As featured in Executive Golfer, written by Mark Pazdur, Publisher
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BOCA RATON, FLORIDA: Although Florida attained state-hood in 1845, it wasn’t until a pair of railroad barons built lines down the Atlantic and Gulf coasts in the late 1800s did the state take off, spurring the phenomenal growth of what’s now the third-most populous state with a gross domestic product exceeding $1.1 trillion.
A little more than a century ago, the town of Boca Raton, with a “bursting at the seams” population of 723, was a tiny agri-cultural community. After WWII, the region was best known for its winter vegetable crops that shipped to the Northeast for a sizable premium. As an interesting side note, the Army Air Corps established its only wartime radar training school at the nearby Florida Atlantic University. The wealth of military tech-nology and brainpower led to the first IBM personal computer developed in Boca back in 1981.
“Florida certainly has a colorful past,” expressed Matthew Linderman, GM/COO at Boca West Country Club. “Most don’t know that the state was named in honor of Spain’s Easter cele-bration known as ‘Pascua Florida’ or ‘Feast of Flowers.’ Con-sidering Florida has more than 3,600 native and naturalized flowering species, the name seems appropriate.”
Awards That Fill A Trophy Case
Recognized as one of the largest private equity owned clubs in the United States, Boca West Country Club spans 1,400 acres of lush tropical landscaping. Its 55 residential villages are bor-dered by waterways and four golf courses designed by Pete Dye, Jim Fazio, and Arnold Palmer.
For the sixth year in a row, Club Leaders Forum ranked Boca West among the “Top-15 Clubs in the World.”
“Florida has more golf courses than any other state, and Palm Beach County has more golf courses  than any other county in the country,” said Linderman. “I am so gratified to receive this designation again this year by our peers, maintaining our ranking of No. 4 in America and one of the best in the world.”
Boca West offers residents more than 400,000 square feet of indoor amenities under air conditioning. “That’s not a typo,” continued Linderman. “We have more than triple the space than our closest neighboring communities. Our brand new Lifestyle & Racquet Center is a robust 130,000 square feet of luxury. Best of all, in more than 40 years of sustainable growth, we haven’t had to assess the members once!”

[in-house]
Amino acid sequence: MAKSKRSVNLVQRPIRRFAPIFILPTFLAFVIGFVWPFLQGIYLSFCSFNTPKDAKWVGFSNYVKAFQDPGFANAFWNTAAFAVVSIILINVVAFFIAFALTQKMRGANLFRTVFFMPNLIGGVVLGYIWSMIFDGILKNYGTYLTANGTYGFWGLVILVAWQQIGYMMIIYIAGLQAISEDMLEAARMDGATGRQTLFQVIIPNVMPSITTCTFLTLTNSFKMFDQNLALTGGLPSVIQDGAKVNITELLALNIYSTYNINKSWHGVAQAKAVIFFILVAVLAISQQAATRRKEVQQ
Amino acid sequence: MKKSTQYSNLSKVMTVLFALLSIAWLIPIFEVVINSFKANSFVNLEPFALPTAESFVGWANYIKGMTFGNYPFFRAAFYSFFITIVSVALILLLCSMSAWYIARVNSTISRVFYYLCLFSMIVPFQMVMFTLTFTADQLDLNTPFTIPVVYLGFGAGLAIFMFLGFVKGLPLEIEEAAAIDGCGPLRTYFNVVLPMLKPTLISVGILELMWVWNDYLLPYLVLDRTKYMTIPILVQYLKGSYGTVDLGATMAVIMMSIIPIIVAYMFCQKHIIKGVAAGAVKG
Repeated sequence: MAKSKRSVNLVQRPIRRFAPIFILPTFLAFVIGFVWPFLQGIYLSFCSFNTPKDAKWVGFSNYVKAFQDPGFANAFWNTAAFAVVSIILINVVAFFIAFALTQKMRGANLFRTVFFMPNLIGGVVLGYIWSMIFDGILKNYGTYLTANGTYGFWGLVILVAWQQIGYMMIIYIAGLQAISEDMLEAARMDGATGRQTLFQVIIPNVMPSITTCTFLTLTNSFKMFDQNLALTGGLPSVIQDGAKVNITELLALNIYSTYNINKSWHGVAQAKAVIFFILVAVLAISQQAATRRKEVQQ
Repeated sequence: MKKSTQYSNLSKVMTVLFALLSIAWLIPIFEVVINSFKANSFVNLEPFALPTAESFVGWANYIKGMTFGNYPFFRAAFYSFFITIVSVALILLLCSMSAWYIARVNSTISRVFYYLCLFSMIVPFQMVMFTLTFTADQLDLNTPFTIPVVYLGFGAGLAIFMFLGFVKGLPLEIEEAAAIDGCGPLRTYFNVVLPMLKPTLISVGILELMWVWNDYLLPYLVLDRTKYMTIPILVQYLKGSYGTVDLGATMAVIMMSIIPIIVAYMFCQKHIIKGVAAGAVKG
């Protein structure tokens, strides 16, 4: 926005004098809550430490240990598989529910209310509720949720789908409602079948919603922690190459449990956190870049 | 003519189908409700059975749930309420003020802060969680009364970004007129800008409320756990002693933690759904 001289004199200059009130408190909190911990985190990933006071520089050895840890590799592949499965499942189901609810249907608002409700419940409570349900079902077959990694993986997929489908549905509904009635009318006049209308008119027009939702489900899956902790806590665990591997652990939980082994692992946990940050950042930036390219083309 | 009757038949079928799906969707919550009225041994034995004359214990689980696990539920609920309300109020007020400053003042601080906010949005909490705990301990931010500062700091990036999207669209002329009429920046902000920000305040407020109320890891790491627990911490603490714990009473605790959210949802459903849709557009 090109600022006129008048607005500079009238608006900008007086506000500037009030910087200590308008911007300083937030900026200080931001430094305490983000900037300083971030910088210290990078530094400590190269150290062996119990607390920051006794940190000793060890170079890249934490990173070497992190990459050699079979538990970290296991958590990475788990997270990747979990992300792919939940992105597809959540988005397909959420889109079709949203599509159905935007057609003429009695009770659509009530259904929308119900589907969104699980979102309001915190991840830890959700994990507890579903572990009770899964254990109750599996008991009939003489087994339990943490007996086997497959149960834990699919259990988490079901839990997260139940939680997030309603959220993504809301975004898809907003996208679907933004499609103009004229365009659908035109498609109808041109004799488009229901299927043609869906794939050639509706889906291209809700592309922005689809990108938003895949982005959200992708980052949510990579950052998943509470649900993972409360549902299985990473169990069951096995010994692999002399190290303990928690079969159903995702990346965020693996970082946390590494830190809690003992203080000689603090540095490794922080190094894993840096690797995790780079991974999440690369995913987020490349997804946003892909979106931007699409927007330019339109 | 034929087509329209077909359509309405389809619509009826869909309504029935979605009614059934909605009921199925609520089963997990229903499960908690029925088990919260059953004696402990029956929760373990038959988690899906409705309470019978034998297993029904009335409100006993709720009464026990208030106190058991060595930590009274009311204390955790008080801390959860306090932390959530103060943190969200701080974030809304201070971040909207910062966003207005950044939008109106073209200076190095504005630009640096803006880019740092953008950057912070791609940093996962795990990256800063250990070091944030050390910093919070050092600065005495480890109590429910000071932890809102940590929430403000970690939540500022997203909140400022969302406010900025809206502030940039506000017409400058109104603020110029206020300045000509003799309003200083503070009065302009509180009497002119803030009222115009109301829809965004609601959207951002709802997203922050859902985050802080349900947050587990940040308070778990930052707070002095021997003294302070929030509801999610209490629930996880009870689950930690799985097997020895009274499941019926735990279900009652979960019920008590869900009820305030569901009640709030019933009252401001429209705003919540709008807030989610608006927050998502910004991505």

Hits and Misses
Management has established a proper “checks and bal-ances” protocol to analyze future growth. “Our demograph-ics vary vastly, and everyone has suggestions,” explained Linderman.
“Lots of work is put into researching endeavors before presenting them to the membership for a vote.”
“First, we start with a risk assessment by evaluating critical concerns, and items that we are watching that will need to be addressed in the near future. Second, we have a special projects committee that discusses ‘wants and wishes’ for the future. After the list is shortened, we establish budgets, architectural concepts, and feedback from contractors. Once all answers to questions are in place, it is sent to the membership for a vote.”
That’s not to say there aren’t misses along the way. “We offer over 800 activities each year. Whatever your interest, we have you covered,” smiled Linderman. “Every-thing from a culinary journey to South America to theater road trips proves popular, and we are always willing to experiment with new ideas.”
“Based on feedback, my culinary team created a series of afternoon cooking classes. From the outset, we thought it would be a home run addition. At first, participation was lower than usual, and we realized starting the class at 3 p.m. was too early. When we moved the sessions to 6 p.m., participation doubled. Demand is now so strong that we are creating a stand-alone multi-purpose art and culinary studio.”
Buying the Lifestyle
The typical Boca West resident relocates two or three times within the club community during their lifetime. “Often, we will see a couple purchase a two-bedroom condo, then upgrade to a more spacious house for when children arrive or visit. Finally, when they become empty nesters, they downsize to a smaller, more manageable dwelling,” de-tailed Linderman. “We have a robust Renovator Program which has really provided momentum behind our home sales. That program along with opening a new Boca West Realty Welcome Center has been helpful in the tripling of our real estate sales volume.”
“You buy here for the amenities and lifestyle. Yes, we have the golf and Mahjong tournaments found elsewhere, but where else can you enjoy an on-site carnival?” asked Linderman. “What started as a small event has blossomed into an entire week-long street fair. You will find all the usual rides, but we go way beyond carnie fun foods like funnel cakes. Last year, we brought in a smoker capable of cooking 100 briskets at a time. The smoker almost became a side-show in itself with so many members taking a picture and sharing it with friends with the caption, ‘Don’t you wish you were here?'”
An Ear To The Ground
“I believe membership is the future of hospitality,” relayed Linderman. “A look outside the golf world demonstrates the trend. For example, Equinox started as a membership health club and has branched out into hotels. People yearn to belong to something.”
“My primary job is to have conversations with our members; surveys only go so far. For too long, the golf industry has been a follower, not a leader. That needs to change by heeding burgeoning trends, and Boca West is doing just that.”